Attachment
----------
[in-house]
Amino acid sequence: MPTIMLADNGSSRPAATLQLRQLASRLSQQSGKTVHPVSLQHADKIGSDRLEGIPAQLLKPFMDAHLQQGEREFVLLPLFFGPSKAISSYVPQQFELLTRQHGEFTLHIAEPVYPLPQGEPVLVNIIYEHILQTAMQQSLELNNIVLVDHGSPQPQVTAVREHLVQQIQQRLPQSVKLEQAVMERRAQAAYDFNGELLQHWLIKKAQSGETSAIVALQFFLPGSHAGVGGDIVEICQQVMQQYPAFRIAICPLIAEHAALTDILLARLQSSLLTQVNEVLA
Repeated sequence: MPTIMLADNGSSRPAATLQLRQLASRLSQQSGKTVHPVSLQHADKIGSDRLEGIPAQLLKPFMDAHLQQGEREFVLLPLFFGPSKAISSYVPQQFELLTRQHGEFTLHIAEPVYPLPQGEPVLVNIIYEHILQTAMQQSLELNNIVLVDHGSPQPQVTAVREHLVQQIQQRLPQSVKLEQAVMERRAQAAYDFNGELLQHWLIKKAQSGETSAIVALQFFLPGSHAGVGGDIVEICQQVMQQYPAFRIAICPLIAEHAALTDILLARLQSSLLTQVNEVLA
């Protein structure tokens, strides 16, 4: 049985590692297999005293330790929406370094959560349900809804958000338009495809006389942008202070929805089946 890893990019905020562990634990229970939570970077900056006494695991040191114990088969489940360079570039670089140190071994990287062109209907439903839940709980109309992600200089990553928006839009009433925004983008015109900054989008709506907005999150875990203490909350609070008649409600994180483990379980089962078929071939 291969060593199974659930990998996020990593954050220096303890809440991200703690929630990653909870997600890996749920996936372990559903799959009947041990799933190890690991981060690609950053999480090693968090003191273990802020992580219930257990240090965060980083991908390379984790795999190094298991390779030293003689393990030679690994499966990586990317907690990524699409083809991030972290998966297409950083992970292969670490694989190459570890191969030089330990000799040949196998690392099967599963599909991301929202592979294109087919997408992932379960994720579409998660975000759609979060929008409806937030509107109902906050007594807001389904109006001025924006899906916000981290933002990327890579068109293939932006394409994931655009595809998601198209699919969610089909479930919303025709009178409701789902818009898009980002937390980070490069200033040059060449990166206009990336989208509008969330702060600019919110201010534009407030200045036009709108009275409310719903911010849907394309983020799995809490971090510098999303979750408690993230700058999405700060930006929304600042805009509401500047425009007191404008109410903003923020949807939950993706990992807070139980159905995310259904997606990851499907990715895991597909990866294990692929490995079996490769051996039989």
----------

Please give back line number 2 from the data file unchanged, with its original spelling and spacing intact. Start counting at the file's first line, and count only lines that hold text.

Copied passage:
Amino acid sequence: MPTIMLADNGSSRPAATLQLRQLASRLSQQSGKTVHPVSLQHADKIGSDRLEGIPAQLLKPFMDAHLQQGEREFVLLPLFFGPSKAISSYVPQQFELLTRQHGEFTLHIAEPVYPLPQGEPVLVNIIYEHILQTAMQQSLELNNIVLVDHGSPQPQVTAVREHLVQQIQQRLPQSVKLEQAVMERRAQAAYDFNGELLQHWLIKKAQSGETSAIVALQFFLPGSHAGVGGDIVEICQQVMQQYPAFRIAICPLIAEHAALTDILLARLQSSLLTQVNEVLA